ASTRO recently joined a coalition led by the American Cancer Society and National Comprehensive Cancer Network to encourage the American public to resume cancer screening and treatment, emphasizing that cancer won't wait until the pandemic ends. ASTRO also updated its COVID-19 clinical guidance to include support for COVID-19 vaccination for people receiving radiation therapy, as long as the individual does not have increased risk of a reaction to the vaccine. Patients are encouraged to consult with their radiation oncologist regarding timing and location of the injection.
Additional Survey Findings
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The pandemic is not affecting clinics equally. Radiation oncologists at community-based private practices were more likely to report seeing advanced-stage cancers among their patients, compared to those at university-affiliated clinics. PPE shortages and pandemic-related treatment interruptions were also more common at private practices. Differences emerged regarding the COVID-19 vaccine, as well. Both vaccine access and vaccine hesitation were more problematic barriers for clinics located outside of major metropolitan areas (i.e., population <1 million) and for community-based private practices, compared to university-affiliated clinics.
Telemedicine remains popular. More than 8 in 10 clinics (85%) offer telemedicine options for follow-up surveillance visits, and more than half (54%) do so for new patient consultations. Fewer clinics (15%) use telemedicine for clinician assessments of patients who are undergoing radiation treatments.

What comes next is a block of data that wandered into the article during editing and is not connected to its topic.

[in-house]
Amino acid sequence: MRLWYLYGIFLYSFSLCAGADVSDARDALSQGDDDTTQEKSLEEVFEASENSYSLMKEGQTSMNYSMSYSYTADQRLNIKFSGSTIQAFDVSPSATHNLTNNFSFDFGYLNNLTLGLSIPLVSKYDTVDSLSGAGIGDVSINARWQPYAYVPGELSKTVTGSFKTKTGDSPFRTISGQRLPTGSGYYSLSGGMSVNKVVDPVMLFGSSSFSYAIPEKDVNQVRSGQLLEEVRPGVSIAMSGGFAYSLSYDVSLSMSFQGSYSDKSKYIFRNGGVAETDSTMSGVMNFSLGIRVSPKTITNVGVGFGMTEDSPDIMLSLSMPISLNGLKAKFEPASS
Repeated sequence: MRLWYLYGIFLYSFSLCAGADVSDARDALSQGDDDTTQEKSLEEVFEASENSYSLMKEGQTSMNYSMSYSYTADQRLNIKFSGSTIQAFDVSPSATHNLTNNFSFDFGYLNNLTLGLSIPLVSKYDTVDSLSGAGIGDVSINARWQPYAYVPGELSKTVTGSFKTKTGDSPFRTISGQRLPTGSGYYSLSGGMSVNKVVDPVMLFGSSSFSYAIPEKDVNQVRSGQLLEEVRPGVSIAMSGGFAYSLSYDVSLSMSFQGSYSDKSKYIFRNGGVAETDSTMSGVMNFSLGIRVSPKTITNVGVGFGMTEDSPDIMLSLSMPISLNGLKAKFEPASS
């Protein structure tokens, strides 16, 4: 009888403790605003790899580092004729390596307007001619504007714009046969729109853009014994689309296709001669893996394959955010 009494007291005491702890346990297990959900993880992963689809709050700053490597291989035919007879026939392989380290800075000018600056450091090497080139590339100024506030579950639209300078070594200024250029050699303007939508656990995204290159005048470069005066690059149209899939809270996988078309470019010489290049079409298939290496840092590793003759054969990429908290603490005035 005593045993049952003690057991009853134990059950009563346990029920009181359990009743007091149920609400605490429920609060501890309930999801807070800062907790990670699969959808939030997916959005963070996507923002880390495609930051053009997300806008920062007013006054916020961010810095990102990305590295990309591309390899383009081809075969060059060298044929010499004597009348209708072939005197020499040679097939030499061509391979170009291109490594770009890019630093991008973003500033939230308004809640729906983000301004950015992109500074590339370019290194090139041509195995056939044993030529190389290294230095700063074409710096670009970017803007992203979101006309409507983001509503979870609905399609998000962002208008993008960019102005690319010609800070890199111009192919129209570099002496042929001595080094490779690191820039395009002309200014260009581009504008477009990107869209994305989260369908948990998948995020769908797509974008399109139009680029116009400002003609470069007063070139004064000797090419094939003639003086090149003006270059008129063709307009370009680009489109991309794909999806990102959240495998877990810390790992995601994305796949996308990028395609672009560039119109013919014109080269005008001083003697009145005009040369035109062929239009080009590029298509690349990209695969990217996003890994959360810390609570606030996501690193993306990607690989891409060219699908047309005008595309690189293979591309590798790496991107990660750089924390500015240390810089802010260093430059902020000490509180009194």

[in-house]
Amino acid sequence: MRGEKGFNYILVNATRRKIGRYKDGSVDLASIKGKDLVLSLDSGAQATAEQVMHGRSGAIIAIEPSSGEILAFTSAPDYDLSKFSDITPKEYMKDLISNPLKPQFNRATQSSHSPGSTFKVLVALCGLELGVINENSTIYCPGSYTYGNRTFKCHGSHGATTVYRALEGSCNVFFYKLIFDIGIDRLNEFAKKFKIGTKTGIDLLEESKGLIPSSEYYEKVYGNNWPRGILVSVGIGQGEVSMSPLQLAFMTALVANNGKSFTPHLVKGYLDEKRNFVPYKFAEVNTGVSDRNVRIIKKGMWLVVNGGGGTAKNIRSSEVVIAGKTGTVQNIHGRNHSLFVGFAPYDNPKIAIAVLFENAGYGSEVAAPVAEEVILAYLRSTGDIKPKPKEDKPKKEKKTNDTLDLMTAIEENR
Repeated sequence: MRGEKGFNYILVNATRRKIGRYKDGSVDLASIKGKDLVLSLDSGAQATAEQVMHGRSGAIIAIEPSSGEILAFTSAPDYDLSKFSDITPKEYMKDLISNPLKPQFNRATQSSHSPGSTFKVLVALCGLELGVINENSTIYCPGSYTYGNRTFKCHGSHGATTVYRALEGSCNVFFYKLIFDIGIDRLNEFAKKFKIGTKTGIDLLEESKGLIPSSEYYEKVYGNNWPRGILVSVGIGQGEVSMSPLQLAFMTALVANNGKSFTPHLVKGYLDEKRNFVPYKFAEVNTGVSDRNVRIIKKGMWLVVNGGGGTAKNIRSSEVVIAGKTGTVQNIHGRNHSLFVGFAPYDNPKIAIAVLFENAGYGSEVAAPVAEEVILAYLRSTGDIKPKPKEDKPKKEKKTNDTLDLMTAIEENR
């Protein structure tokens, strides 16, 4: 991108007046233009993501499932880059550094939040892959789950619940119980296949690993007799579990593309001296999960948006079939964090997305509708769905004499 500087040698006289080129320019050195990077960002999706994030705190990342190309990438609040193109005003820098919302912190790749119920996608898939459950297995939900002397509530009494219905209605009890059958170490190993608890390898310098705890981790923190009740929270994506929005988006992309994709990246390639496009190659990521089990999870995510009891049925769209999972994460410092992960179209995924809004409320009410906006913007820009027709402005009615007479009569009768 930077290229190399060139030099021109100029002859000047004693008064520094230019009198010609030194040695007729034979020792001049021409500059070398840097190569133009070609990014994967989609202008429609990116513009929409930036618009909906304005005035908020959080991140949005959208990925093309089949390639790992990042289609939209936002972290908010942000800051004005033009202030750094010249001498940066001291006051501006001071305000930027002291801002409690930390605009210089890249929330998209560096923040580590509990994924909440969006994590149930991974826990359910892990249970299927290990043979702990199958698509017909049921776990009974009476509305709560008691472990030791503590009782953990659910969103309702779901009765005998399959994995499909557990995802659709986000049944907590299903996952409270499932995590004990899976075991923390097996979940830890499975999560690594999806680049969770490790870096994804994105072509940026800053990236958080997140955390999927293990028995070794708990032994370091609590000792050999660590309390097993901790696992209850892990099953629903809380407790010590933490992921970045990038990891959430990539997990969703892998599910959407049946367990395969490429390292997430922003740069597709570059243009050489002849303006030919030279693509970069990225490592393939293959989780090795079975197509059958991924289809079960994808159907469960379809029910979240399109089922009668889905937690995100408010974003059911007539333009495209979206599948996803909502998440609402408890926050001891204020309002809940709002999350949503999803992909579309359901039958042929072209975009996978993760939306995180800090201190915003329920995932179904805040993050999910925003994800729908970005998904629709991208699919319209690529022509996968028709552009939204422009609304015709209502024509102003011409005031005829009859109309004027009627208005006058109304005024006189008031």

Radiation therapy clinics continue to face financial and operational challenges created by the pandemic. Patient volume dropped at 73% of clinics due to the COVID-19 pandemic, and visits were down 21%, on average. Most practices (72%) reduced staff at some point due to the COVID-19 pandemic.
Clinics have stayed open, however. One hundred percent of the physicians surveyed said their radiation therapy networks remained open during multiple spikes of the pandemic. Just 7% closed any satellite locations.
An online survey was sent by email to 509 radiation oncologists identified in ASTRO’s member database as medical directors of U.S. based radiation oncology practices, and 117 physicians completed the survey online January 15 through February 7, 2021 (23% response rate).
The American Society for Radiation Oncology (ASTRO) is the largest radiation oncology society in the world, with more than 10,000 members who are physicians, nurses, biologists, physicists, radiation therapists, dosimetrists and other health care professionals who specialize in treating patients with radiation therapies.Back to HCB News